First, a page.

“This is in addition to announcing eight members of the sovereign council, including three women,” the source, who asked not to be named, told Reuters.

The source gave no further details.

The military council, in what could be a gesture to the protesters, announced on Monday that several government troops have been arrested pending legal action, after a preliminary investigation into the dispersal of the protesters last week found evidence of wrongdoing.

Rebel leaders deported

Stability in Sudan is crucial for a volatile region struggling with conflict and insurgencies from the Horn of Africa to Egypt and Libya. Various powers, including Russia and the Gulf Arab states, are trying to influence its path.

Two opposition leaders who met the Ethiopian prime minister, Abiy Ahmed, in Khartoum on Friday have been detained, along with an opposition spokesperson.

Abiy was in the Sudanese capital to mediate between the TMC and the opposition.

Yasir Arman, the most prominent of the three men and the deputy head of the Sudan People’s Liberation Movement-North (SPLM-N), was detained last Wednesday after returning from exile following the ouster of President Omar al-Bashir in April.

The two others, SPLM-N secretary-general Ismail Jallab and spokesman Mubarak Ardol, were arrested after meeting the visiting Ethiopian Prime Minister as he tried to mediate between the military council and civilian opposition.

A statement from SPLM-N chairman Malik Agar said the three officials had been “denied access to their accommodation” and deported in a military aircraft to Juba, South Sudan’s capital.

“This happened despite their rejection of the forceful deportation,” the statement said, adding that the move showed the military council’s intention “not to hand power to the civilians and not to reach peace”.

The council could not be reached for comment.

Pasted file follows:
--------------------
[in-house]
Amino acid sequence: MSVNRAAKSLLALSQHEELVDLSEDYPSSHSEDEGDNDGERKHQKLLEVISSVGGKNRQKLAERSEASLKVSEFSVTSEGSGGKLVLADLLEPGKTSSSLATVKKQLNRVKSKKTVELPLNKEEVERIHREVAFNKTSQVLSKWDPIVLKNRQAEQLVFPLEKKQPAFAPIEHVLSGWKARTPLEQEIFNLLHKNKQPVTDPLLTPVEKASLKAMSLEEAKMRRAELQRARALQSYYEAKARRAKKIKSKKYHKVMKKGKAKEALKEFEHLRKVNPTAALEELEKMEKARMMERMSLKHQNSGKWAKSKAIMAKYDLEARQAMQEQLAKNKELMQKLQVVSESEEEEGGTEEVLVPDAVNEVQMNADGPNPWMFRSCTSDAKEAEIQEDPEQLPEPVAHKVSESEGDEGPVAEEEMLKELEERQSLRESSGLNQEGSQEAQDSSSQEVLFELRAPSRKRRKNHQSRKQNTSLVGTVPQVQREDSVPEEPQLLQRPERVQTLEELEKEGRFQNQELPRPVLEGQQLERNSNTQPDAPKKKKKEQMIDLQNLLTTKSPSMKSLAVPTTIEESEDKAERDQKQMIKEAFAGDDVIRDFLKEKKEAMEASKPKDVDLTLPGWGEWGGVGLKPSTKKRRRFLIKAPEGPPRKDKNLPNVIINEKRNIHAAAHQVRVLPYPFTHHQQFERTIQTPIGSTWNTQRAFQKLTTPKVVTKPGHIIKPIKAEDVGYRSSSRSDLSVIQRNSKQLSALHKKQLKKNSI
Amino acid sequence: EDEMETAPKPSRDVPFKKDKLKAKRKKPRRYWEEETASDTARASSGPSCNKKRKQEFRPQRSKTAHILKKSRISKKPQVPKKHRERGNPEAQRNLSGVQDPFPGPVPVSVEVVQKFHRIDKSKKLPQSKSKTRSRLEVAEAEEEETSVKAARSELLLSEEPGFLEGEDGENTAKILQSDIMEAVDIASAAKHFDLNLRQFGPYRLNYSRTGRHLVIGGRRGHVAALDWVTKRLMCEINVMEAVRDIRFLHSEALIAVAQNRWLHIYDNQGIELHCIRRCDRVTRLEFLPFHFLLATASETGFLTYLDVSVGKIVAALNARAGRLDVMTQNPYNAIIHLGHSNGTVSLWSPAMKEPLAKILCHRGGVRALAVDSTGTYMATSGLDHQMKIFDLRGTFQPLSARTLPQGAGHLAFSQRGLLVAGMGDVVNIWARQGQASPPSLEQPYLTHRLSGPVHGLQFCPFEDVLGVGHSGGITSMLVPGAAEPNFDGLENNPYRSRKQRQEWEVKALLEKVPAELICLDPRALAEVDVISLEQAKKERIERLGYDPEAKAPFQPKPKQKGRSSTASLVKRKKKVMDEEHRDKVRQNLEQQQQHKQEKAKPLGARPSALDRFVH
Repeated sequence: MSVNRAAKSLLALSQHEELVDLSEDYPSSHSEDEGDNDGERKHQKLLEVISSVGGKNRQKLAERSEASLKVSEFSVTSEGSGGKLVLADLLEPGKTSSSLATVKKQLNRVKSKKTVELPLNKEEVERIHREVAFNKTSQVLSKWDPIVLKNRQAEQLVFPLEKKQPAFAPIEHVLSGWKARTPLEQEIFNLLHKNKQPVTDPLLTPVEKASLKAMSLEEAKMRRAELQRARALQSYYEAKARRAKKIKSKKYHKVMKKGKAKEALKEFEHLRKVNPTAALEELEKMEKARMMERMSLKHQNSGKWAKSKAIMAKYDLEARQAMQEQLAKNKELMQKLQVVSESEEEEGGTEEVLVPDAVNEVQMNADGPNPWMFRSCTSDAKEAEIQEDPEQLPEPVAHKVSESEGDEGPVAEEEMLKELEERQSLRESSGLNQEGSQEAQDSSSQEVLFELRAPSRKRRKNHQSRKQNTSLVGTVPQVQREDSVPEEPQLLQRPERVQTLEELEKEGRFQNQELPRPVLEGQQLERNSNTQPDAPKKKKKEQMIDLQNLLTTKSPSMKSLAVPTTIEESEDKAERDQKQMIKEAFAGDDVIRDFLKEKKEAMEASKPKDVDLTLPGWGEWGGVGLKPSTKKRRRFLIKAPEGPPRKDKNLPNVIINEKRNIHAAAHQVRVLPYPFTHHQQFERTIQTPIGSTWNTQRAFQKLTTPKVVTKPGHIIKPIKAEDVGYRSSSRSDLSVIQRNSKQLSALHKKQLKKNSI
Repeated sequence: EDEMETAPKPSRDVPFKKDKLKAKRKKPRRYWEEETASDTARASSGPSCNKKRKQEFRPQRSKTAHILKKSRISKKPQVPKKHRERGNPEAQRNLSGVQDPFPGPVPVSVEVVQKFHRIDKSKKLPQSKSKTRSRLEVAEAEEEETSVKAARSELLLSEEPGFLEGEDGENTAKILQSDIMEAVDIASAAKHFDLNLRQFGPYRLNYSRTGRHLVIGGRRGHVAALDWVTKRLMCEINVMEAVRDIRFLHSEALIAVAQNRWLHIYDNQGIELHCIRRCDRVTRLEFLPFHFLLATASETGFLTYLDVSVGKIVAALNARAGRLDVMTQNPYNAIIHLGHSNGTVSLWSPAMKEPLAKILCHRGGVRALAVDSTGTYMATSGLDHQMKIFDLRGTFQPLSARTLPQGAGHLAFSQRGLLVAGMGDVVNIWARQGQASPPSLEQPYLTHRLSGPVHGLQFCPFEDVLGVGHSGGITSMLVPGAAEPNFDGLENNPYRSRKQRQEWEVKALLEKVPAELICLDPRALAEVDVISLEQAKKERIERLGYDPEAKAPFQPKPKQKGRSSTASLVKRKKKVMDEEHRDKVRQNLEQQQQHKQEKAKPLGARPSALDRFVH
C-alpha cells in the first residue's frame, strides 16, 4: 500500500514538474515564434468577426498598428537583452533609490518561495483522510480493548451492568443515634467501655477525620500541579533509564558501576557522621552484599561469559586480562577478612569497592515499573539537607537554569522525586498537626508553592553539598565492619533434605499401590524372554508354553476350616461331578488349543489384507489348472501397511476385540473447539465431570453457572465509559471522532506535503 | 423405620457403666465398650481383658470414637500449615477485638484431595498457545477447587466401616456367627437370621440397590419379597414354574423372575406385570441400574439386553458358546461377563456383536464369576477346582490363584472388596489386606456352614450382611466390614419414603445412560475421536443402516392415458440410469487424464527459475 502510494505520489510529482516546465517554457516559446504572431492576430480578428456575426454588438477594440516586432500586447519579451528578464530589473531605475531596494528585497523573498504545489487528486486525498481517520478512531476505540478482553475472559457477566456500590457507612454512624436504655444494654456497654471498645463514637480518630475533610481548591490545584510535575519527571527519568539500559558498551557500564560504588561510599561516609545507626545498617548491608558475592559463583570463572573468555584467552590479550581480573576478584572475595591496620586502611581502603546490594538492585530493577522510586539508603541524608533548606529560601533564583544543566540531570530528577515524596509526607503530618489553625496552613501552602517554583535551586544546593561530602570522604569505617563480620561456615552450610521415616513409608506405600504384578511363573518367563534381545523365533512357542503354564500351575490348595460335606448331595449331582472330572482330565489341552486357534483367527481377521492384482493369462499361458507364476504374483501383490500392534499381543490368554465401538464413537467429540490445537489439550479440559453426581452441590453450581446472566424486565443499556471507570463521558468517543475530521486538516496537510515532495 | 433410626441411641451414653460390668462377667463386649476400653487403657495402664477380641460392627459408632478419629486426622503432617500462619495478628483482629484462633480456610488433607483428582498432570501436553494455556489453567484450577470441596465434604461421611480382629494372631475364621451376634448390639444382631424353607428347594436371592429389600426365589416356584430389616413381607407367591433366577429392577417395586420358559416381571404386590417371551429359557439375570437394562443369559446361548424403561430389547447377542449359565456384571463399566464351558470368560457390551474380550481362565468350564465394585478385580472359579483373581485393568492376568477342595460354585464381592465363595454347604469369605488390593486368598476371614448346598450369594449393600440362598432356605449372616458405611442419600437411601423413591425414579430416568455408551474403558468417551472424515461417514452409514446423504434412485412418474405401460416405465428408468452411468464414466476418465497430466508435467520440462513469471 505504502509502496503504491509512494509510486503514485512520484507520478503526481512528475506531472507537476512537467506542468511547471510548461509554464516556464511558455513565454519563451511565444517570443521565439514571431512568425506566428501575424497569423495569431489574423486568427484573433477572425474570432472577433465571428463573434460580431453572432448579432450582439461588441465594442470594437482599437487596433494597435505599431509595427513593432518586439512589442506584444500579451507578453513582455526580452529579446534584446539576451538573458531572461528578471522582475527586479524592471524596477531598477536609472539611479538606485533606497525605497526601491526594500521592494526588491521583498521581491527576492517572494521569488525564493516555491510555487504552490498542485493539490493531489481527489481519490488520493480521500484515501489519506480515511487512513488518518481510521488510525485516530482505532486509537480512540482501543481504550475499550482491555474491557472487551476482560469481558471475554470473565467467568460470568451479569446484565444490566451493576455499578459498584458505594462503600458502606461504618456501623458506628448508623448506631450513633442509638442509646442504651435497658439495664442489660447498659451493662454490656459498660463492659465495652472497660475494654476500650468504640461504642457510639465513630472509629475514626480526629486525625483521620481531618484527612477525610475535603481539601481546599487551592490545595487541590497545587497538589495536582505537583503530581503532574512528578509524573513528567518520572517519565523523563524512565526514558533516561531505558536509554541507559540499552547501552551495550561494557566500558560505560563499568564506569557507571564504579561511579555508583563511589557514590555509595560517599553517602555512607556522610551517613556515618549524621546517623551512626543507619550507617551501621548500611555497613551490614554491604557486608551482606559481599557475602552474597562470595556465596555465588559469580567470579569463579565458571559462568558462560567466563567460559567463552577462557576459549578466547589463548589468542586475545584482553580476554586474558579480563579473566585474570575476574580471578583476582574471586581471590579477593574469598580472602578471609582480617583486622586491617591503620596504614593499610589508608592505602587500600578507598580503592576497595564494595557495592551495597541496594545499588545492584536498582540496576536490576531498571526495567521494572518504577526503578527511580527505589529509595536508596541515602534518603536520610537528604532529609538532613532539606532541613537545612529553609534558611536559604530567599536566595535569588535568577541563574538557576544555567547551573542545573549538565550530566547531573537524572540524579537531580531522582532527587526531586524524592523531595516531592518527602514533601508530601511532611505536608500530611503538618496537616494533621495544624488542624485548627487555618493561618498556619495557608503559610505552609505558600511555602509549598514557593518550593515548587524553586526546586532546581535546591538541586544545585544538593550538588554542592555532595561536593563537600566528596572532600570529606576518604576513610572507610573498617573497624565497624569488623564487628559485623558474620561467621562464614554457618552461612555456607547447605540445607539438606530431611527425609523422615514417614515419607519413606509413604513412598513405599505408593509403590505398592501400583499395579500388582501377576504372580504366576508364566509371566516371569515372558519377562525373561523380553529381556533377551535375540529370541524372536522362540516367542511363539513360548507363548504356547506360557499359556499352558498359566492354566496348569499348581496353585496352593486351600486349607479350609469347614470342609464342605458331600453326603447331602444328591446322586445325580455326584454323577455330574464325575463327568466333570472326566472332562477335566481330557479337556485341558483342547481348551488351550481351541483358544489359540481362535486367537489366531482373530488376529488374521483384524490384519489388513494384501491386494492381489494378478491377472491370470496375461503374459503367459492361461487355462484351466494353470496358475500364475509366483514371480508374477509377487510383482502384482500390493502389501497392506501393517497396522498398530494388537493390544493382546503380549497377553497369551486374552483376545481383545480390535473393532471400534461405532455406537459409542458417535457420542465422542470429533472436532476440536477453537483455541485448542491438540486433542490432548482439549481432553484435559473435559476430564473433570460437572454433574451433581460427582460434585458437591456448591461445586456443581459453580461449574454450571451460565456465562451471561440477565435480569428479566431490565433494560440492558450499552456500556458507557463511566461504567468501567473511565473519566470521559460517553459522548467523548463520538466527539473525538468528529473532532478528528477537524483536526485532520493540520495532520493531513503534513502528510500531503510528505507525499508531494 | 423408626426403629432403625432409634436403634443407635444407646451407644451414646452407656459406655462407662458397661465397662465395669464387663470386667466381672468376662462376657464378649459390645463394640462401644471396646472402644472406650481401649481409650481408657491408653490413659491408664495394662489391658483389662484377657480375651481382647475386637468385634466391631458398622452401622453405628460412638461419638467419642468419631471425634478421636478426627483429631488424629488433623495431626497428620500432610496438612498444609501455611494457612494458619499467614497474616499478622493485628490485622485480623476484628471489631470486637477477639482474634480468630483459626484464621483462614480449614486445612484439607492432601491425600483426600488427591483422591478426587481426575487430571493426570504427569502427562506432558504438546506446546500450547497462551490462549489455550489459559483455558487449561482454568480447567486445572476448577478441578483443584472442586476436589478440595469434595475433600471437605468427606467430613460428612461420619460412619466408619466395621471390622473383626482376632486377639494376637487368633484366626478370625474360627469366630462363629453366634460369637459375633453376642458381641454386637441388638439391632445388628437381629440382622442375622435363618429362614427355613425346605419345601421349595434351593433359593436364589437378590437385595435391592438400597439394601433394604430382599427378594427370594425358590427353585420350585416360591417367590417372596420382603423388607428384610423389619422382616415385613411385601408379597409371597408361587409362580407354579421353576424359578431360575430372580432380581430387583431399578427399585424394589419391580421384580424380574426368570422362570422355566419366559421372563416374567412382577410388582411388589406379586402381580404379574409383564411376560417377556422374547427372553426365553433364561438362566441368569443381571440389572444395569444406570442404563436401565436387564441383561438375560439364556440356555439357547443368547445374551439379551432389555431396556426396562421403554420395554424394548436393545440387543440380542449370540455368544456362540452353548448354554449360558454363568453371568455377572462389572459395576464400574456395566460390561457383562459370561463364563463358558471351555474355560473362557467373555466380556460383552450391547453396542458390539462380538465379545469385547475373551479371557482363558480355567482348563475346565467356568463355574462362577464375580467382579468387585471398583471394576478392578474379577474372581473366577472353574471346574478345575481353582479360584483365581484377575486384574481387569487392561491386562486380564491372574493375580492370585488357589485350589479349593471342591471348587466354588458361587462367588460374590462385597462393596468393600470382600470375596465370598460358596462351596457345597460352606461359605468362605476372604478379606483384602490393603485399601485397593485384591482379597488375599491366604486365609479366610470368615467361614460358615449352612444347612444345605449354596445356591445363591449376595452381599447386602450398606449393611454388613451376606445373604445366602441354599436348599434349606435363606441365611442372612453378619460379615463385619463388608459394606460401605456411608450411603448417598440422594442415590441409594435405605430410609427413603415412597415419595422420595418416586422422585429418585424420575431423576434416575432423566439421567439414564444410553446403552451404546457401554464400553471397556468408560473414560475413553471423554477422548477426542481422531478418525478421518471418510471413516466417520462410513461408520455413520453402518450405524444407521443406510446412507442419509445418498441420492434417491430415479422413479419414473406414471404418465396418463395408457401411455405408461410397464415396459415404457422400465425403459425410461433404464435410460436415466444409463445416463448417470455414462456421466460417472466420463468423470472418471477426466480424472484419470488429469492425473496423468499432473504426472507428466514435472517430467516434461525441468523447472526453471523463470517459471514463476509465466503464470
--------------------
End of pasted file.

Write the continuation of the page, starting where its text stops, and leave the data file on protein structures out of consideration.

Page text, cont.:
Also on Monday, Deputy U.N. spokeswoman Eri Kaneko told reporters in New York that the military council had decreed to the African Union-U.N. peacekeeping mission in Darfur to hand over its premises to Sudan’s Rapid Support Forces (RSF) as part of the mission’s withdrawal in 2020.

“That is not in keeping with our existing agreement with the Sudanese government and our insistence that the facilities be used solely for civilian purposes,” she said.

Paramilitaries threw dead protesters into Nile

There have been repeated reports from witnesses and activists that dozens of dead and injured protesters were thrown into the Nile by paramilitary force after Monday’s attack on the camp. Few details have emerged.

Paramilitaries threw the dead bodies into the Nile to try to hide the number of casualties, doctors and activists have said.

The Sudan Doctors’ Committee, however, said the security forces later had retrieved at least 40 bodies from the Nile and disposed of them.

A doctor at a hospital in Khartoum who had been providing medical care at a makeshift camp clinic told he saw the RSF throwing 10 bodies off the Blue Nile Bridge at about 4am during the attack.

Residents and activists retrieved nine bodies from the Nile on Wednesday. Images passed by opposition organizations showed several corpses with concrete blocks tied to their feet.

Many protesters are still unaccounted for and the death toll is likely to rise further.

One activist, who did not want to be named, said: “We are still looking for my cousin. He was there … We are just hoping he is being cared for somewhere but can’t contact us.”

Paramilitaries raped and assaulted protesters and medics

Harrowing details of rapes by the paramilitaries were also emerging.

At least one such assault took place when the RSF invaded a hospital where injured protesters were being treated. Others occurred in the street when paramilitaries chased and caught fleeing civilians, activists said.

Weam Shawga, a women’s rights activist, said she was threatened with rape when the RSF attacked the sit-in.

“I was beaten with sticks and they told me: ‘We could’ve raped you as we did with other women … We know that you are here because you want to have sex,’” she said.

Arrests of opposition leaders were continuing despite calls from international powers for restraint.

UN staff relocated

The UN announced it was also temporarily relocating non-program-critical staff and the US, which pulled most of its staff in April, warned its citizens in the country to exercise “extreme caution” and prepare to leave.

African Union suspends Sudan over violence

Sudan has been suspended from the 54-member African Union (AU) amid growing fears that splits among the ruling military regime could lead to civil war and anarchy.

In a strongly worded statement, the AU said it deplored the loss of innocent lives and called for the military and security forces to ensure the full protection of civilians and respect for human rights and freedoms.